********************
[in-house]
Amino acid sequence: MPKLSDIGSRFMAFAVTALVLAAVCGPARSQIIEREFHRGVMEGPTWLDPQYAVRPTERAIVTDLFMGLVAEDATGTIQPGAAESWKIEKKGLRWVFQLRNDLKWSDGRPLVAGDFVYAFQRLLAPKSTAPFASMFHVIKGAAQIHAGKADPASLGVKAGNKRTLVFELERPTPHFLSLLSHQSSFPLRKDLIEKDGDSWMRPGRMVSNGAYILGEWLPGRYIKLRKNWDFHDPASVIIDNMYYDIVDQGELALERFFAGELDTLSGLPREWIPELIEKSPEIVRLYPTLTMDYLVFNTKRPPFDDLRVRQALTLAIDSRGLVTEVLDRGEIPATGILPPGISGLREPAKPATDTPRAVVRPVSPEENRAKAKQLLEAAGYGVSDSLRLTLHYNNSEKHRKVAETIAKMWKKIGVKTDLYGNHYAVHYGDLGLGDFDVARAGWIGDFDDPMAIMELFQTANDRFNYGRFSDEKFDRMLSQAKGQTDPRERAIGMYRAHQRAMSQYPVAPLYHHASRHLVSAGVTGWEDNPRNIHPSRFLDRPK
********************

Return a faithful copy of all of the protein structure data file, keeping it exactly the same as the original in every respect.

[in-house]
Amino acid sequence: MPKLSDIGSRFMAFAVTALVLAAVCGPARSQIIEREFHRGVMEGPTWLDPQYAVRPTERAIVTDLFMGLVAEDATGTIQPGAAESWKIEKKGLRWVFQLRNDLKWSDGRPLVAGDFVYAFQRLLAPKSTAPFASMFHVIKGAAQIHAGKADPASLGVKAGNKRTLVFELERPTPHFLSLLSHQSSFPLRKDLIEKDGDSWMRPGRMVSNGAYILGEWLPGRYIKLRKNWDFHDPASVIIDNMYYDIVDQGELALERFFAGELDTLSGLPREWIPELIEKSPEIVRLYPTLTMDYLVFNTKRPPFDDLRVRQALTLAIDSRGLVTEVLDRGEIPATGILPPGISGLREPAKPATDTPRAVVRPVSPEENRAKAKQLLEAAGYGVSDSLRLTLHYNNSEKHRKVAETIAKMWKKIGVKTDLYGNHYAVHYGDLGLGDFDVARAGWIGDFDDPMAIMELFQTANDRFNYGRFSDEKFDRMLSQAKGQTDPRERAIGMYRAHQRAMSQYPVAPLYHHASRHLVSAGVTGWEDNPRNIHPSRFLDRPK